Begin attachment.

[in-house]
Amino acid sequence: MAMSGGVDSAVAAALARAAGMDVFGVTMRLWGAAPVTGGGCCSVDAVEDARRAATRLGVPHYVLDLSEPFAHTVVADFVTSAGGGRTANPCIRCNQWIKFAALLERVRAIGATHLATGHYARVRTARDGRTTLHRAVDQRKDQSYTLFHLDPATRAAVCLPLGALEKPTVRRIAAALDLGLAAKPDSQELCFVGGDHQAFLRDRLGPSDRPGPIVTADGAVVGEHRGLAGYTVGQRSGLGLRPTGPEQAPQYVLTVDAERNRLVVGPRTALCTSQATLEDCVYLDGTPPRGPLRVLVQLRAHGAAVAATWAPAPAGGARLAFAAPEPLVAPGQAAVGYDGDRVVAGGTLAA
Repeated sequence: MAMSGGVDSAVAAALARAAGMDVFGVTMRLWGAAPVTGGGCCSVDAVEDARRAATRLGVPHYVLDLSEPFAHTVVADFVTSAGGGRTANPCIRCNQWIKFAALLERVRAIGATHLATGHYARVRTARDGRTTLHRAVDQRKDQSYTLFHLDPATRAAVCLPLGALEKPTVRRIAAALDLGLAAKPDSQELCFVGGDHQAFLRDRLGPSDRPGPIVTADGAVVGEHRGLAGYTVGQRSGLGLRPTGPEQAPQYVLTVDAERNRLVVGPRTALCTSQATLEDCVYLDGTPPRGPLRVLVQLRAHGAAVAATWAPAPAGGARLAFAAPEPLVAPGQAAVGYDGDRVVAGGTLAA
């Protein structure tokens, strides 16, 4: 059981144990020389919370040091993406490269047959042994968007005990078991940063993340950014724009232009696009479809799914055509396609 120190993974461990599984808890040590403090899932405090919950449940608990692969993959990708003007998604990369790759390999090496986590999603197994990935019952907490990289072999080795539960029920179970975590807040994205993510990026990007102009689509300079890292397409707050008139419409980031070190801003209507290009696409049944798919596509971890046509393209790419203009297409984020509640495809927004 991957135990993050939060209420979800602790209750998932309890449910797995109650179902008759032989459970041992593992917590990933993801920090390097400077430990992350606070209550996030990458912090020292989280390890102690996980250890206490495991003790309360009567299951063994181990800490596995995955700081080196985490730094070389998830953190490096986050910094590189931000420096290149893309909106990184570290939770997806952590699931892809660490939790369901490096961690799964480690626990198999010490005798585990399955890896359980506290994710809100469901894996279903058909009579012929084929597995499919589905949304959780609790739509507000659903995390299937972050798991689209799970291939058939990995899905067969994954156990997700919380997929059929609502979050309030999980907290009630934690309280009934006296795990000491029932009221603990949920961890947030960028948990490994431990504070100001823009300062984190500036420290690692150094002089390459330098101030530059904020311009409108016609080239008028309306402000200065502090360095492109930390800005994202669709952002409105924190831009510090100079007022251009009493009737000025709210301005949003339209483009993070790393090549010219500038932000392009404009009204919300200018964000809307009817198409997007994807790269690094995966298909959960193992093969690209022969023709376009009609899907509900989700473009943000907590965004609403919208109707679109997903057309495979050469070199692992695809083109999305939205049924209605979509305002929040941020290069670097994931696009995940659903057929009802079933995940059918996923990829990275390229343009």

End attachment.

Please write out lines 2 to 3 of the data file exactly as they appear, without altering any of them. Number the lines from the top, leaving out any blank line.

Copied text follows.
Amino acid sequence: MAMSGGVDSAVAAALARAAGMDVFGVTMRLWGAAPVTGGGCCSVDAVEDARRAATRLGVPHYVLDLSEPFAHTVVADFVTSAGGGRTANPCIRCNQWIKFAALLERVRAIGATHLATGHYARVRTARDGRTTLHRAVDQRKDQSYTLFHLDPATRAAVCLPLGALEKPTVRRIAAALDLGLAAKPDSQELCFVGGDHQAFLRDRLGPSDRPGPIVTADGAVVGEHRGLAGYTVGQRSGLGLRPTGPEQAPQYVLTVDAERNRLVVGPRTALCTSQATLEDCVYLDGTPPRGPLRVLVQLRAHGAAVAATWAPAPAGGARLAFAAPEPLVAPGQAAVGYDGDRVVAGGTLAA
Repeated sequence: MAMSGGVDSAVAAALARAAGMDVFGVTMRLWGAAPVTGGGCCSVDAVEDARRAATRLGVPHYVLDLSEPFAHTVVADFVTSAGGGRTANPCIRCNQWIKFAALLERVRAIGATHLATGHYARVRTARDGRTTLHRAVDQRKDQSYTLFHLDPATRAAVCLPLGALEKPTVRRIAAALDLGLAAKPDSQELCFVGGDHQAFLRDRLGPSDRPGPIVTADGAVVGEHRGLAGYTVGQRSGLGLRPTGPEQAPQYVLTVDAERNRLVVGPRTALCTSQATLEDCVYLDGTPPRGPLRVLVQLRAHGAAVAATWAPAPAGGARLAFAAPEPLVAPGQAAVGYDGDRVVAGGTLAA